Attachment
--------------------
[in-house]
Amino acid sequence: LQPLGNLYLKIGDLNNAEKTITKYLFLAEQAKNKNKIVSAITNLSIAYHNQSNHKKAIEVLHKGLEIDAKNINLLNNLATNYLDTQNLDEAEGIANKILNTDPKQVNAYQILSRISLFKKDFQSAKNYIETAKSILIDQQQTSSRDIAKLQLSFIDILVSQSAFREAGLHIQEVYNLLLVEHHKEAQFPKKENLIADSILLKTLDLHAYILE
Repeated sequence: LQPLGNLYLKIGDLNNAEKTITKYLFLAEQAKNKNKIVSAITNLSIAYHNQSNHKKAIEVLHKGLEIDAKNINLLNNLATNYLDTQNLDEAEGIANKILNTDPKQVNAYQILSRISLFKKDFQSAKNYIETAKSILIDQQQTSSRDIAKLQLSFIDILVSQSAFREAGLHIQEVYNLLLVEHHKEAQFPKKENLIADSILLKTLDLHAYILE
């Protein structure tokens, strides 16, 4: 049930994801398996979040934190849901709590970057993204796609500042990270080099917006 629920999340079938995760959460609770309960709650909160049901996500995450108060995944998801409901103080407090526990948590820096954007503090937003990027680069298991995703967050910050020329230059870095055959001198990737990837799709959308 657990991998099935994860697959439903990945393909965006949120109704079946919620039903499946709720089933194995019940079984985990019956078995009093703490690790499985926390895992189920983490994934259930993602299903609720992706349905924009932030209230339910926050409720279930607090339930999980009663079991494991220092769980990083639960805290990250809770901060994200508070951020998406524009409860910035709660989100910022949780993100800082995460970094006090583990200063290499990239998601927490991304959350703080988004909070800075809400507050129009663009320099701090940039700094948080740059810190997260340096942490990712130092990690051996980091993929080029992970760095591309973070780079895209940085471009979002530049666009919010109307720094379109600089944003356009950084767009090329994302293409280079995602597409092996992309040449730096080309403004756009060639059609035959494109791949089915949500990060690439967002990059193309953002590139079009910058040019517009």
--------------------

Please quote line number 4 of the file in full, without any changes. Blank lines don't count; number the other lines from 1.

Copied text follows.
């Protein structure tokens, strides 16, 4: 049930994801398996979040934190849901709590970057993204796609500042990270080099917006 629920999340079938995760959460609770309960709650909160049901996500995450108060995944998801409901103080407090526990948590820096954007503090937003990027680069298991995703967050910050020329230059870095055959001198990737990837799709959308 657990991998099935994860697959439903990945393909965006949120109704079946919620039903499946709720089933194995019940079984985990019956078995009093703490690790499985926390895992189920983490994934259930993602299903609720992706349905924009932030209230339910926050409720279930607090339930999980009663079991494991220092769980990083639960805290990250809770901060994200508070951020998406524009409860910035709660989100910022949780993100800082995460970094006090583990200063290499990239998601927490991304959350703080988004909070800075809400507050129009663009320099701090940039700094948080740059810190997260340096942490990712130092990690051996980091993929080029992970760095591309973070780079895209940085471009979002530049666009919010109307720094379109600089944003356009950084767009090329994302293409280079995602597409092996992309040449730096080309403004756009060639059609035959494109791949089915949500990060690439967002990059193309953002590139079009910058040019517009």